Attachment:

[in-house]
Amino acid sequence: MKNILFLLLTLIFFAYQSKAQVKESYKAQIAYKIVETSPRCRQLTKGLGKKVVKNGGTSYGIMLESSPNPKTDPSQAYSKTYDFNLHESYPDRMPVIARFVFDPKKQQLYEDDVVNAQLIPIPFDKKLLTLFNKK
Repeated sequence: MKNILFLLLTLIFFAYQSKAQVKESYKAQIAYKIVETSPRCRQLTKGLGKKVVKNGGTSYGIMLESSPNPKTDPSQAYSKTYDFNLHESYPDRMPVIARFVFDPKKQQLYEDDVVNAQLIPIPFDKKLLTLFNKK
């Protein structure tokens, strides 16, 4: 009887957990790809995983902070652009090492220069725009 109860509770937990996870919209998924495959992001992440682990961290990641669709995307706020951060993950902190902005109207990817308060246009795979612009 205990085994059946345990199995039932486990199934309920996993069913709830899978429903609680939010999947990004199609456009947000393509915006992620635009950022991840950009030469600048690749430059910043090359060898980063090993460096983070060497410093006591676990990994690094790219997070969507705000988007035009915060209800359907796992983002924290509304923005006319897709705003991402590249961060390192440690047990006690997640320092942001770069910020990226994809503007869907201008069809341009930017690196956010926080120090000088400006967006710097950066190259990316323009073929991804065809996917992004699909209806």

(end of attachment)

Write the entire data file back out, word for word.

[in-house]
Amino acid sequence: MKNILFLLLTLIFFAYQSKAQVKESYKAQIAYKIVETSPRCRQLTKGLGKKVVKNGGTSYGIMLESSPNPKTDPSQAYSKTYDFNLHESYPDRMPVIARFVFDPKKQQLYEDDVVNAQLIPIPFDKKLLTLFNKK
Repeated sequence: MKNILFLLLTLIFFAYQSKAQVKESYKAQIAYKIVETSPRCRQLTKGLGKKVVKNGGTSYGIMLESSPNPKTDPSQAYSKTYDFNLHESYPDRMPVIARFVFDPKKQQLYEDDVVNAQLIPIPFDKKLLTLFNKK
């Protein structure tokens, strides 16, 4: 009887957990790809995983902070652009090492220069725009 109860509770937990996870919209998924495959992001992440682990961290990641669709995307706020951060993950902190902005109207990817308060246009795979612009 205990085994059946345990199995039932486990199934309920996993069913709830899978429903609680939010999947990004199609456009947000393509915006992620635009950022991840950009030469600048690749430059910043090359060898980063090993460096983070060497410093006591676990990994690094790219997070969507705000988007035009915060209800359907796992983002924290509304923005006319897709705003991402590249961060390192440690047990006690997640320092942001770069910020990226994809503007869907201008069809341009930017690196956010926080120090000088400006967006710097950066190259990316323009073929991804065809996917992004699909209806």